§10. Latin Nouns of the First Declension

To prove that Latin is easy, we’ll start with a straightforward group of words, all of which end in the vowel –a. We have already seen persona. You know many others, since quite a few have come into English without any change in spelling. Here is a sampling:

area camera arena villa antenna
larva pupa alga nebula lacuna

If you examine this list of ten nouns, you’ll see that four or five of them are standard English words, while the rest have a rather technical flavour. What happens in English when we try to PLURALIZE these words? We would naturally say areas, cameras, arenas, and villas. We might pause over antenna, however; it would make a difference whether we were talking about automobile aerials (antennas) or about insect feelers (antennae). This phenomenon illustrates a fact that will often be apparent when we are dealing with Latin vocabulary: if the word has been thoroughly accepted as a naturalized citizen of the English language, it will be treated as a normal Germanic form (with a plural in –s, for example); but if it still has an aura[1] of learning or scholarly precision, it will be treated as an unassimilated immigrant or foreign alien. In the case of 1st declension Latin nouns, the “foreign accent” will appear in the non-Germanic plural ending –ae, as in larvae, pupae, algae, lacunae, etc. How do you pronounce that –ae, by the way? The traditional English pronunciation of larvae and pupae is “larv-ee” and “pewp-ee”; if you say “larv-eye” and “pewp-eye,” you have been influenced (whether you know it or not) by the classical pronunciation of Latin. The syllable is sometimes also pronounced “-ay,” especially in the case of the plural form vertebrae.

Regardless of English pronunciation, THE 1st DECLENSION LATIN NOUN CAN BE INDENTIFIED AS A FORM ENDING IN a (SINGULAR) andae (PLURAL). That is a simple and entirely dependable fact. The unchanging part of the word that precedes the final –a can be described as its BASE. With very few exceptions, Latin 1st declension nouns were feminine in gender. Grammatical gender plays virtually no role in English word formation, affecting only a handful of pronouns (he, him, his; she, her, hers; it, its); but it is very important in many Indo-European languages. The original feminine gender of first declension Latin nouns is regularly maintained in the gender of their French, Spanish, or Italian derivatives. That knowledge can be quite helpful: if you remember the first-declension Latin nouns arena and villa, for example, you can be confident that French arène and ville are feminine.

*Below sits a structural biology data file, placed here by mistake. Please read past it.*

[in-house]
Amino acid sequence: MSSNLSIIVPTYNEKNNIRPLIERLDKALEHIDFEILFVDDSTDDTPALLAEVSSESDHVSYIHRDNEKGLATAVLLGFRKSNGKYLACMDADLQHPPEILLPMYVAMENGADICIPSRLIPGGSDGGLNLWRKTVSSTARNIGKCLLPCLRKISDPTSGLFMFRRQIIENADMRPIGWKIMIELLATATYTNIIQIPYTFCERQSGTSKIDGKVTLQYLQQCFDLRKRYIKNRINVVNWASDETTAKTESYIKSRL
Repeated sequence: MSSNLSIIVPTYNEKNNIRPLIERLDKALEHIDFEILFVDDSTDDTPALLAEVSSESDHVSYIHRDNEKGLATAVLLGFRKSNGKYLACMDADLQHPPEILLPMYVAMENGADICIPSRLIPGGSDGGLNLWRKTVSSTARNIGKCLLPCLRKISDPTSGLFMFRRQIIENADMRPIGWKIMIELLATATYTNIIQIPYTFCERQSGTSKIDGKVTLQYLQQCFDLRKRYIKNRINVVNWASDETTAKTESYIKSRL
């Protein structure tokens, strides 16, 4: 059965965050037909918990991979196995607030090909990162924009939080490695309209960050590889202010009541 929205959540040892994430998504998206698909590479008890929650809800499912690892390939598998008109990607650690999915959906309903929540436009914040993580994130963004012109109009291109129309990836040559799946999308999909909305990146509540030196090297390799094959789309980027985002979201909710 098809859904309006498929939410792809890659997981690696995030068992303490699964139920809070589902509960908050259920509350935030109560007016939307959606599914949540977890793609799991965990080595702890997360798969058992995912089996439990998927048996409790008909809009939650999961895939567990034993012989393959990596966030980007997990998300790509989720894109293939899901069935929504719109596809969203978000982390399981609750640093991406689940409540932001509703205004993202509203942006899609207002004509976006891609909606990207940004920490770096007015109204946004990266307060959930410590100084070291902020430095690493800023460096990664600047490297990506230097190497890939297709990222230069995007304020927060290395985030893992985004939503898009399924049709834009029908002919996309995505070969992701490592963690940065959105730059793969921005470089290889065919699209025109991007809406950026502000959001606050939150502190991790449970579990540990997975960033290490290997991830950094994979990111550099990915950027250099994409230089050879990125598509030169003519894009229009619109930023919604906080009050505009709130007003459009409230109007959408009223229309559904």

Latin does not have an article like English the and a(n) or French la and une. Thus the Latin noun femina can mean either “the woman” or “a woman”—la femme or une femme.

You will now meet the first in a series of formal Latin and Greek word-lists. Each of these lists will be presented as a numbered table, so as not to be confused with other illustrative lists. You are expected to study the words on these tables until you are thoroughly familiar with their original form and meaning. It shouldn’t be necessary to “memorize” the words in the way that you might have to learn foreign vocabulary; it ought to be enough to make an intelligent connection between the Latin source-word (ETYMON) and one or more English derivatives.

aqua water gratia favour, thanks
causa reason, cause lingua tongue, language
cura care, concern lit(t)era letter
fama report, rumour rota wheel
forma shape, form tabula tablet, list
fortuna luck, fortune via way, road
gloria fame, glory vita life

There are several points that you may have noticed at once about words on this list. First, it appears that the original Latin meaning can often be virtually identical to that of the obvious English derivative; this is true for the Latin words causa, forma, fortuna, and gloria. (If other English synonyms are sometimes given first, that is just to show that the Latin word may be translated in a variety of ways.) From this same list, however, we can see that the English derivative is not always a reliable guide to the original Latin meaning. The English derivative of cura is cure; but that is not at all what the Latin meant. Similarly, fama did not mean what we understand by fame (a concept far closer to Latin gloria), and tabula did not mean a three-dimensional table (the classical Latin word was mensa). If you recognize grace as the English derivative of gratia, you will see that this word, too, has changed in meaning. However, the Latin word littera had the same flexibility as its English derivative letter (< OF lettre): it could mean a letter of the alphabet or a letter written to a friend. The Latin spelling varied between one and two t’s, as we can infer from the related English adjective literal.

  1.   In Latin, aura was a 1st declension noun that meant “breeze,” “(breath of) air.”


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Greek and Latin Roots: Part I - Latin Copyright © 2016 by Peter Smith (Estate) is licensed under a Creative Commons Attribution 4.0 International License, except where otherwise noted.

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